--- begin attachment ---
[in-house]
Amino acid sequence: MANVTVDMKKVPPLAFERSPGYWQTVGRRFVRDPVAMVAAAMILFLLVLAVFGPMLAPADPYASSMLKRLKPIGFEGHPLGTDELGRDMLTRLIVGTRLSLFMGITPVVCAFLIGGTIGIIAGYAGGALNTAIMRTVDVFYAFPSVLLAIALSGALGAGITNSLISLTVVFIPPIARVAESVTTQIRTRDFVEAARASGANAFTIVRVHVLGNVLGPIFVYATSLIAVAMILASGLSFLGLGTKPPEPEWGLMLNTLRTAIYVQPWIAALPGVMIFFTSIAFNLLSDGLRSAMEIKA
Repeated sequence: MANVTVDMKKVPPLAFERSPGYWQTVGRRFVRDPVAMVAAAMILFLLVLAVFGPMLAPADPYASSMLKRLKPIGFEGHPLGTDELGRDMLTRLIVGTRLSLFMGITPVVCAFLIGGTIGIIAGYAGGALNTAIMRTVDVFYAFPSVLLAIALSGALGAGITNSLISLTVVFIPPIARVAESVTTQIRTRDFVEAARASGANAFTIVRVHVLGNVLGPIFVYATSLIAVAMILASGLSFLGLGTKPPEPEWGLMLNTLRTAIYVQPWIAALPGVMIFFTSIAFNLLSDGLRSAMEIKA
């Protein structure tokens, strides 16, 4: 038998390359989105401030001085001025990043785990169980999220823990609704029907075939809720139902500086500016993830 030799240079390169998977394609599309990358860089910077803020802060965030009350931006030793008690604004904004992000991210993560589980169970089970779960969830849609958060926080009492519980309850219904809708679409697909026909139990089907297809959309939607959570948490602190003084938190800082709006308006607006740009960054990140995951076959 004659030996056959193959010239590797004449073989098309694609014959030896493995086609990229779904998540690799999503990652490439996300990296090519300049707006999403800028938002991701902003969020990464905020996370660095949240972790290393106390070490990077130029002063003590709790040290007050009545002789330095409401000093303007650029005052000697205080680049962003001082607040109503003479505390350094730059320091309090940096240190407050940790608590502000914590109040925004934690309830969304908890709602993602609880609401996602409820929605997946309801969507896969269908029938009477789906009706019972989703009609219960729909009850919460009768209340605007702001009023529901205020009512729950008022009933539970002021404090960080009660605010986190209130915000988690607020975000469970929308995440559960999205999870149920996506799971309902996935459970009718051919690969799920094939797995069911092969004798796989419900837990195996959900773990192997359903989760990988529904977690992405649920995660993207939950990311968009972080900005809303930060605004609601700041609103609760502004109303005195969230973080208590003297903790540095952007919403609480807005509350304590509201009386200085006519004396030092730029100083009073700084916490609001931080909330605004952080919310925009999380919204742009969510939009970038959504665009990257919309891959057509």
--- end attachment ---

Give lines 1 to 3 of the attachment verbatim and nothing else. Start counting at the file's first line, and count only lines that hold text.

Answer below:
[in-house]
Amino acid sequence: MANVTVDMKKVPPLAFERSPGYWQTVGRRFVRDPVAMVAAAMILFLLVLAVFGPMLAPADPYASSMLKRLKPIGFEGHPLGTDELGRDMLTRLIVGTRLSLFMGITPVVCAFLIGGTIGIIAGYAGGALNTAIMRTVDVFYAFPSVLLAIALSGALGAGITNSLISLTVVFIPPIARVAESVTTQIRTRDFVEAARASGANAFTIVRVHVLGNVLGPIFVYATSLIAVAMILASGLSFLGLGTKPPEPEWGLMLNTLRTAIYVQPWIAALPGVMIFFTSIAFNLLSDGLRSAMEIKA
Repeated sequence: MANVTVDMKKVPPLAFERSPGYWQTVGRRFVRDPVAMVAAAMILFLLVLAVFGPMLAPADPYASSMLKRLKPIGFEGHPLGTDELGRDMLTRLIVGTRLSLFMGITPVVCAFLIGGTIGIIAGYAGGALNTAIMRTVDVFYAFPSVLLAIALSGALGAGITNSLISLTVVFIPPIARVAESVTTQIRTRDFVEAARASGANAFTIVRVHVLGNVLGPIFVYATSLIAVAMILASGLSFLGLGTKPPEPEWGLMLNTLRTAIYVQPWIAALPGVMIFFTSIAFNLLSDGLRSAMEIKA